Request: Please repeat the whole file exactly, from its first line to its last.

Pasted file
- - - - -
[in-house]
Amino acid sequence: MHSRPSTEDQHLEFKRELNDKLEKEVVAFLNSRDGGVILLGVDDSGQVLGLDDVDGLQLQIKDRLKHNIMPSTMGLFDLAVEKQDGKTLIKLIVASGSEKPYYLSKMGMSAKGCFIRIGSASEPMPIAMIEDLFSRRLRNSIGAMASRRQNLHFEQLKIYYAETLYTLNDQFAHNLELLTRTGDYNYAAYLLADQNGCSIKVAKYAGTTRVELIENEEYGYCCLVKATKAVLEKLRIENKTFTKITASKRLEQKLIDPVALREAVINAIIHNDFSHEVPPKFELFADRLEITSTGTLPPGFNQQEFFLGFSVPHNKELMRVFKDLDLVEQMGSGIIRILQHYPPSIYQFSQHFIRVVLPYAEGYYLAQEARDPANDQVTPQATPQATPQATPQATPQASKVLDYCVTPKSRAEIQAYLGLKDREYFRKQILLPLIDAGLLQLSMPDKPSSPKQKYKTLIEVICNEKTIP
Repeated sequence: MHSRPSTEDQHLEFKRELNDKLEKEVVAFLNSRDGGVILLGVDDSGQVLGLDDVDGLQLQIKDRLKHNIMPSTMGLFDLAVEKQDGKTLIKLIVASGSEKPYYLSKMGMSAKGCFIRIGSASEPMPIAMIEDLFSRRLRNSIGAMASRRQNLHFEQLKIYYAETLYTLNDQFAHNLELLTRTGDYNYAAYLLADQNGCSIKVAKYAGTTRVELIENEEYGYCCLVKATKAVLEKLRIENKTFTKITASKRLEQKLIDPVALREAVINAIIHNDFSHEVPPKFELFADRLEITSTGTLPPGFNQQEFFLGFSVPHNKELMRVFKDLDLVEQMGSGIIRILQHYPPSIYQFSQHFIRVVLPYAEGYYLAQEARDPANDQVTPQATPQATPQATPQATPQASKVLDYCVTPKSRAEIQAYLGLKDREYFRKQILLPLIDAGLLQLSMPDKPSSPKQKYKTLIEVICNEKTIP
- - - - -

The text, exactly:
[in-house]
Amino acid sequence: MHSRPSTEDQHLEFKRELNDKLEKEVVAFLNSRDGGVILLGVDDSGQVLGLDDVDGLQLQIKDRLKHNIMPSTMGLFDLAVEKQDGKTLIKLIVASGSEKPYYLSKMGMSAKGCFIRIGSASEPMPIAMIEDLFSRRLRNSIGAMASRRQNLHFEQLKIYYAETLYTLNDQFAHNLELLTRTGDYNYAAYLLADQNGCSIKVAKYAGTTRVELIENEEYGYCCLVKATKAVLEKLRIENKTFTKITASKRLEQKLIDPVALREAVINAIIHNDFSHEVPPKFELFADRLEITSTGTLPPGFNQQEFFLGFSVPHNKELMRVFKDLDLVEQMGSGIIRILQHYPPSIYQFSQHFIRVVLPYAEGYYLAQEARDPANDQVTPQATPQATPQATPQATPQASKVLDYCVTPKSRAEIQAYLGLKDREYFRKQILLPLIDAGLLQLSMPDKPSSPKQKYKTLIEVICNEKTIP
Repeated sequence: MHSRPSTEDQHLEFKRELNDKLEKEVVAFLNSRDGGVILLGVDDSGQVLGLDDVDGLQLQIKDRLKHNIMPSTMGLFDLAVEKQDGKTLIKLIVASGSEKPYYLSKMGMSAKGCFIRIGSASEPMPIAMIEDLFSRRLRNSIGAMASRRQNLHFEQLKIYYAETLYTLNDQFAHNLELLTRTGDYNYAAYLLADQNGCSIKVAKYAGTTRVELIENEEYGYCCLVKATKAVLEKLRIENKTFTKITASKRLEQKLIDPVALREAVINAIIHNDFSHEVPPKFELFADRLEITSTGTLPPGFNQQEFFLGFSVPHNKELMRVFKDLDLVEQMGSGIIRILQHYPPSIYQFSQHFIRVVLPYAEGYYLAQEARDPANDQVTPQATPQATPQATPQATPQASKVLDYCVTPKSRAEIQAYLGLKDREYFRKQILLPLIDAGLLQLSMPDKPSSPKQKYKTLIEVICNEKTIP